How To Treat Your Baby's Dry Skin, According To A Pediatrician

While snuggling and nuzzling your new baby, you may have noticed some flaking happening on their sweet little head or face, or even some dry, red spots. We all know dry skin is pretty uncomfortable for us, but can you imagine how it must feel to a brand new baby with brand new sensitive skin? If your baby is suffering from dryness, you may be wondering how to treat your baby's dry skin. Can you use your handy Lush lotions? Are there any lotions that are unsafe for babies? What is causing their skin to be dry anyway?

Dr. Gina Posner, a pediatrician at MemorialCare Orange Coast Medical Center in Fountain Valley, California, recommends using mild, fragrance-free body washes for babies with dry skin. “Odor- and dye-free detergents can help prevent any allergic skin reactions. Besides that, I have some parents that will use coconut oil or a more natural brand like Burt’s Bees, Honest Kids, or Babyganics lotion,” if you’re looking to go for a more natural route of skincare products for your baby.

Other OTC lotions and creams Posner recommends include thick, odor-free lotions like Cetaphil, Aquaphor, Eucerin, Vanicream, Cerave, or Lubriderm, if your baby has particularly dry skin. Most of these brands create a “baby-friendly” version for you to use, so you don’t necessarily have to or need to use your own supply. All of the baby-friendly versions have less harsh ingredients to protect your baby’s sensitive, brand new skin. Plus, Vanicream makes a diaper rash ointment, as well.

What causes dry skin in babies anyway, and is there anything you can do to prevent it? Posner says that simply some babies and children are born with eczema, and their skin is just dry from that. For others, their environment is dry. As for prevention, regularly applying lotion prevents dryness.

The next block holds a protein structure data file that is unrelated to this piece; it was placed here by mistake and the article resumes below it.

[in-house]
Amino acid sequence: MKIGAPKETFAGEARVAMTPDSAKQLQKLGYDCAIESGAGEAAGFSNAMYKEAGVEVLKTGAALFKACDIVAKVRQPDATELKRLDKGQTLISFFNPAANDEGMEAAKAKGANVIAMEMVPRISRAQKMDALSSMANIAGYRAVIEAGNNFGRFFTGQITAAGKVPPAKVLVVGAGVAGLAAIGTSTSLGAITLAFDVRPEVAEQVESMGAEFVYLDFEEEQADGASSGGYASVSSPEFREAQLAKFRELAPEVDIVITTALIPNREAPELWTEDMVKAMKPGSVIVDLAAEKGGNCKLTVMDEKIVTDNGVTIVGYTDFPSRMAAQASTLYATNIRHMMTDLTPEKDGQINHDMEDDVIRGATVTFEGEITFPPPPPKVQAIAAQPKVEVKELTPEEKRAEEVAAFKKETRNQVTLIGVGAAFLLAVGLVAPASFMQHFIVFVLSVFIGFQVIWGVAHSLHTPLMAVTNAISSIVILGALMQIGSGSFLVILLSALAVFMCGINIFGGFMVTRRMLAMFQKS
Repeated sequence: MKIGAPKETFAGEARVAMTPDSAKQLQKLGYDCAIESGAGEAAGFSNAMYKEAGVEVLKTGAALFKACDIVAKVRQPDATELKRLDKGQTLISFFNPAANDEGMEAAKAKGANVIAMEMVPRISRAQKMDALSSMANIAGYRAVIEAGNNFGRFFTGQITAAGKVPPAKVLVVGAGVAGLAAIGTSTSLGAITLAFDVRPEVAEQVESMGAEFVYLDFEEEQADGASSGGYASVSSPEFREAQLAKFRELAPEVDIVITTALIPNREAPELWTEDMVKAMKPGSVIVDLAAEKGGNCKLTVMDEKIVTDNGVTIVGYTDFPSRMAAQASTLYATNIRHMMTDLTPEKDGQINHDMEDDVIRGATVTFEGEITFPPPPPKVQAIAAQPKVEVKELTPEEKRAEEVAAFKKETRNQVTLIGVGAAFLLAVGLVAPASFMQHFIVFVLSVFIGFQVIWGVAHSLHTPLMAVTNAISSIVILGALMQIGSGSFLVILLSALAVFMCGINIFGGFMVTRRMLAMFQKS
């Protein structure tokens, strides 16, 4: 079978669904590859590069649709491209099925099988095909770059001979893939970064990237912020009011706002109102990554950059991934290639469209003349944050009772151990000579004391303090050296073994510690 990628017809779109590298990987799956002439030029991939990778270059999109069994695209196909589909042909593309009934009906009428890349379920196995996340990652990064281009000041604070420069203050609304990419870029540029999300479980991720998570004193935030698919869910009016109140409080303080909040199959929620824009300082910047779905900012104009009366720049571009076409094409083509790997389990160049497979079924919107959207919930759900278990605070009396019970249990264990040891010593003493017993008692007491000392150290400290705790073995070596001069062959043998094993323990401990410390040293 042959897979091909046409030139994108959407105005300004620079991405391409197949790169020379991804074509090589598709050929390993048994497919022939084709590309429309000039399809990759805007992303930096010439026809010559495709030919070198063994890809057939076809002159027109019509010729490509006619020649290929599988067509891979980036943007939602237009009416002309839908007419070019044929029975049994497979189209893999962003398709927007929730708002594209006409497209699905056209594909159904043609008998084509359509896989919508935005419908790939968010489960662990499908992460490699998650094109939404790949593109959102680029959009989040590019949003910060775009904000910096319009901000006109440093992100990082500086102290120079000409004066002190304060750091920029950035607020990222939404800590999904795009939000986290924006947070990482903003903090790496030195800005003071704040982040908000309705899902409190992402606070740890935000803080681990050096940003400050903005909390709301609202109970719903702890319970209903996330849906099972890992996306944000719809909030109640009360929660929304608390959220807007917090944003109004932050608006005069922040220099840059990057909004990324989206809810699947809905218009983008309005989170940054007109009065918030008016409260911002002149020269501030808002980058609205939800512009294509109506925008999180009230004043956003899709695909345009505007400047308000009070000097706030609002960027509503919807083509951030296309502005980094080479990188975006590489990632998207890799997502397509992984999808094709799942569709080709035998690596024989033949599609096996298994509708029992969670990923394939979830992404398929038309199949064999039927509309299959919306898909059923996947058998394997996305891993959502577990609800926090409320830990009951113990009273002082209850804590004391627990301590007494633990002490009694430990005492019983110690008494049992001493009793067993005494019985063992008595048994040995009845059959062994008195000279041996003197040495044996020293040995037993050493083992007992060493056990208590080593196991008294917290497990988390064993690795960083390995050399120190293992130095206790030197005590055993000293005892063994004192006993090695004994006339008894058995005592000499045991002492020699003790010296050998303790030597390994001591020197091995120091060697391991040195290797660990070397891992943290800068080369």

According to the Mayo Clinic, “Eczema is related to a gene variation that affects the skin’s ability to provide protection” from bacteria and other allergens and irritants — which is what healthy skin is supposed to do. And sometimes, food allergies are the cause of eczema in children. If you see dry, red, or brownish-gray patches on your baby’s face and scalp, and their skin looks thicker and scaly, they may have eczema. Children and adults typically get outbreaks on their feet, hands, ankles, wrists, necks, upper chests, inside of the pits of elbows and knees, and even eyelids, according to the Mayo Clinic.

Unfortunately, there’s no cure for eczema, but it is quite treatable. The Mayo Clinic recommended moisturizing the skin twice a day, taking shorter baths or showers, avoiding harsh soaps and detergents, and patting yourself or your baby dry and moisturizing the skin while it’s still damp.

When should you seek medical attention? Posner says, “If [your baby is] having really red and itchy areas or any weepy looking skin, I would have them come in. Also, if any signs of infection like swelling or pus are happening, definitely see your pediatrician.” Additionally, the Mayo Clinic noted if your baby is still experiencing symptoms, even after you’ve tried to treat them at home, your baby has yellow scabs or red streaks, or if it’s affecting your baby’s sleep and other activities, you should see a pediatrician.

Typically, babies don’t get eczema unless there’s a family history of it, and it’s usually just dry skin. After being inside the womb floating around in that amniotic fluid, it’s understandable their skin may react to the outside air, right? And while it’s not necessarily curable, eczema in babies is very treatable by developing specific bathing and moisturizing routines and staying away from harsh products. And if your baby has dry skin from their environment, simply moisturizing with the above baby-safe lotions and maybe even an evaporative style humidifier for your home.

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